Why We Focus on Inflammation When It Comes to Heart Disease Prevention

Merritt W. Dunlap, MD
By Merritt W. Dunlap, MD
March 1, 2018
Understanding Inflammation is Important for Heart Disease Prevention

Cardiovascular disease is the leading cause of death in the United States. This is nothing new – heart disease has been identified as a major public health problem for the past 80 years. 

What is new is how we’re trying to prevent it. Since about half heart attacks in the United States occur in people with normal cholesterol levels, we’re focusing on more than just cholesterol levels — we’re also looking at inflammation, particularly since it’s involved in all the stages of heart disease development. 

Smoking, high blood pressure and high blood sugar inflame the arteries and damage the inner lining, known as the endothelium. Once damaged, it’s easier for LDL (bad cholesterol) particles to enter the endothelium, accumulate in the arterial wall, turn to plaque and block the artery.     

Your body tries removing the cholesterol from the arteries by signaling white blood cells to enter the vessel and release myeloperoxidase (MPO), an enzyme that kills harmful bacteria. But there’s a downside, MPO also: 

  • Releases a bleach-like substance that erodes the arterial walls, causing arterial plaque to become unstable and risk rupturing. If the plaque ruptures, your body forms a clot to patch the area, which can impede blood flow and cause a heart attack or stroke. 
  • Reduces the effectiveness of HDLs (good cholesterol), raising the risk of arterial plaque build-up and interfering with blood flow. 
  • Removes nitric oxide, a chemical that helps decrease blood pressure by allowing arteries to expand. Without nitric oxide, arteries stiffen, and the inflammation persists.
  • Predicts future risk of coronary artery disease in healthy people regardless of other known risk factors!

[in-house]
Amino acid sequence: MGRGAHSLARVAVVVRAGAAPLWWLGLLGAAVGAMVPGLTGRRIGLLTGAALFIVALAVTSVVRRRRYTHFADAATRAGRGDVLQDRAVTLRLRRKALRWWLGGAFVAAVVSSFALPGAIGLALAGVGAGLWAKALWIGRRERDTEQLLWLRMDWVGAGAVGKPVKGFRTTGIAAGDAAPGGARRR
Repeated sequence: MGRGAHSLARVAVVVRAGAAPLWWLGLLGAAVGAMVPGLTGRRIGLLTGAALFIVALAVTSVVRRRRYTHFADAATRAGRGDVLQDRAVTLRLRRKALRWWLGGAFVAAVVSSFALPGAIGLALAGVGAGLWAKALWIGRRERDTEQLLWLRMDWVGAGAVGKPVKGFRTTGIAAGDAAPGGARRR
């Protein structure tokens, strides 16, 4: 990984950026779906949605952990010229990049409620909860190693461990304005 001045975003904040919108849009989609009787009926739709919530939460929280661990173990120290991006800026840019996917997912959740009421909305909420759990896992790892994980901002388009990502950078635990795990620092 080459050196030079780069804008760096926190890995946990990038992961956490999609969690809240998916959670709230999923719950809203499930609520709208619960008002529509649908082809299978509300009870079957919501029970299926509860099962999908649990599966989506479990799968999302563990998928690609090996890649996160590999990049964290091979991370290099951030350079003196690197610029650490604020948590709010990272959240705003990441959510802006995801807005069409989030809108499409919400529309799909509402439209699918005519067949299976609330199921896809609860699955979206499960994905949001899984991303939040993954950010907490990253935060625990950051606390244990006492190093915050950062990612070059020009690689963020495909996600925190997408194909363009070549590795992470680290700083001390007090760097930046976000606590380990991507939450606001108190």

This is why it’s so important to get an MPO screening and work with your doctor to live a heart healthy lifestyle and find out what your risk really is.

Cleveland Heart Lab developed a proprietary, advanced diagnostic screener that helps identify the level of MPO in your blood. The simple blood test may save lives, as it enables doctors to assess your risk for developing heart disease and having a heart attack within the next six months to two years regardless of other risk factors you may have.

In my Carson City, NV practice, I order the screening as part of my patient’s annual lab work during their MDVIP Wellness Program. For patients with elevated MPO levels, I find the root cause and make every effort to eliminate it. 

If you have questions about MPO or the MPO screening, talk to your MDVIP-affiliated doctor. Looking for a primary care physician? Physicians in MDVIP-affiliated practices can customize a wellness plan for you. Find an MDVIP affiliate near you and begin your partnership in health »

This blog reflects the medical opinion of Dr. Merritt Dunlap, an MDVIP-affiliated board-certified family practitioner, Diplomate of the American Board of Family Practice and a member of the American Academy of Family Physicians, and not necessarily the opinion of all physicians in the MDVIP national network.

Similar Posts
Lower Inflammation to Reduce Risk of Heart Attack and Stroke / Dr. Andrea Klemes / February 14, 2018
What Role Does Sugar Play in Heart Disease? / Janet Tiberian / November 6, 2017

About the Author
Merritt W. Dunlap, MD
Merritt W. Dunlap, MD

Merritt W. Dunlap, MD is an MDVIP-affiliated physician, who’s been practicing medicine for more than 25 years. He’s board certified in family medicine and Diplomate of the American Board of Family Practice. Dr. Dunlap graduated from the University of Nevada School of Medicine and completed his residency at Naval Hospital, Camp Pendleton in Camp Pendleton, CA. He’s an affiliate clinical faculty member in the Department of Family Medicine at University of Nevada School of Medicine and has won numerous honors and awards including Doctor of the Year at Carson Tahoe Regional Medical Center and Award of Excellence, University of Nevada School of Medicine.

View All Posts By Merritt W. Dunlap, MD
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